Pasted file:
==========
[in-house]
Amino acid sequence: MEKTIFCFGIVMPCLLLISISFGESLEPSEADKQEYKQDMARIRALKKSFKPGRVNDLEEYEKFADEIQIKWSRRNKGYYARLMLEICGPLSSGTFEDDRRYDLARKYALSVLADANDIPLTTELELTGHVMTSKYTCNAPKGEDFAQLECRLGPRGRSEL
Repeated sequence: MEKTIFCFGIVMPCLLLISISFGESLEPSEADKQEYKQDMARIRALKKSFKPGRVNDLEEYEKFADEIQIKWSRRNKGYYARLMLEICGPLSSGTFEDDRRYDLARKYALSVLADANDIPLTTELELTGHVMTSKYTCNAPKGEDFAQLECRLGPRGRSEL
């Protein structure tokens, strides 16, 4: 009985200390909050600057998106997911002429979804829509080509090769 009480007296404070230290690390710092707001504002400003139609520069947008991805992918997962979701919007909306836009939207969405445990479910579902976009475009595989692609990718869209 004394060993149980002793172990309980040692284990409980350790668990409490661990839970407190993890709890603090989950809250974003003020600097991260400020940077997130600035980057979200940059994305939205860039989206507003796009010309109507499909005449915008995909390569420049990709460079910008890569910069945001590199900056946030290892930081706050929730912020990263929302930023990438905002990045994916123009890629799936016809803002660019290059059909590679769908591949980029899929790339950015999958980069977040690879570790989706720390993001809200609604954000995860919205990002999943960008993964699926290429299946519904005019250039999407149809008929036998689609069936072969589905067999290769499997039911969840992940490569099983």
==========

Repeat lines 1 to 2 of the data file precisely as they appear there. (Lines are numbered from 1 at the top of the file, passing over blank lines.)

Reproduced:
[in-house]
Amino acid sequence: MEKTIFCFGIVMPCLLLISISFGESLEPSEADKQEYKQDMARIRALKKSFKPGRVNDLEEYEKFADEIQIKWSRRNKGYYARLMLEICGPLSSGTFEDDRRYDLARKYALSVLADANDIPLTTELELTGHVMTSKYTCNAPKGEDFAQLECRLGPRGRSEL